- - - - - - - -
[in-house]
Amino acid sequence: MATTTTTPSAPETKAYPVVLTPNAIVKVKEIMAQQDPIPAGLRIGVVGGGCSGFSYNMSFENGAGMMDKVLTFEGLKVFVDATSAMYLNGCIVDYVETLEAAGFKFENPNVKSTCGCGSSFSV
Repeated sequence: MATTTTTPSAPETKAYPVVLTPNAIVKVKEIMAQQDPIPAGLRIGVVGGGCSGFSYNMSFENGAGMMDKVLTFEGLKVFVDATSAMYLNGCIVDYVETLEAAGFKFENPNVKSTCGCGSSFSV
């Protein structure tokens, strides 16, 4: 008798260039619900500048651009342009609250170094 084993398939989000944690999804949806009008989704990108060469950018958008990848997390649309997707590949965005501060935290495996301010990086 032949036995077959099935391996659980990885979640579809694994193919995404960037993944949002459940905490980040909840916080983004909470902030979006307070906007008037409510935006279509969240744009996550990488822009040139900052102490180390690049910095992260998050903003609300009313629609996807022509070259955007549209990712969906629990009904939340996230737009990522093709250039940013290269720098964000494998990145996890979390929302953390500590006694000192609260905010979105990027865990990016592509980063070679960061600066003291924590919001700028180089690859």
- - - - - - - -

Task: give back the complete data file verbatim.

[in-house]
Amino acid sequence: MATTTTTPSAPETKAYPVVLTPNAIVKVKEIMAQQDPIPAGLRIGVVGGGCSGFSYNMSFENGAGMMDKVLTFEGLKVFVDATSAMYLNGCIVDYVETLEAAGFKFENPNVKSTCGCGSSFSV
Repeated sequence: MATTTTTPSAPETKAYPVVLTPNAIVKVKEIMAQQDPIPAGLRIGVVGGGCSGFSYNMSFENGAGMMDKVLTFEGLKVFVDATSAMYLNGCIVDYVETLEAAGFKFENPNVKSTCGCGSSFSV
């Protein structure tokens, strides 16, 4: 008798260039619900500048651009342009609250170094 084993398939989000944690999804949806009008989704990108060469950018958008990848997390649309997707590949965005501060935290495996301010990086 032949036995077959099935391996659980990885979640579809694994193919995404960037993944949002459940905490980040909840916080983004909470902030979006307070906007008037409510935006279509969240744009996550990488822009040139900052102490180390690049910095992260998050903003609300009313629609996807022509070259955007549209990712969906629990009904939340996230737009990522093709250039940013290269720098964000494998990145996890979390929302953390500590006694000192609260905010979105990027865990990016592509980063070679960061600066003291924590919001700028180089690859």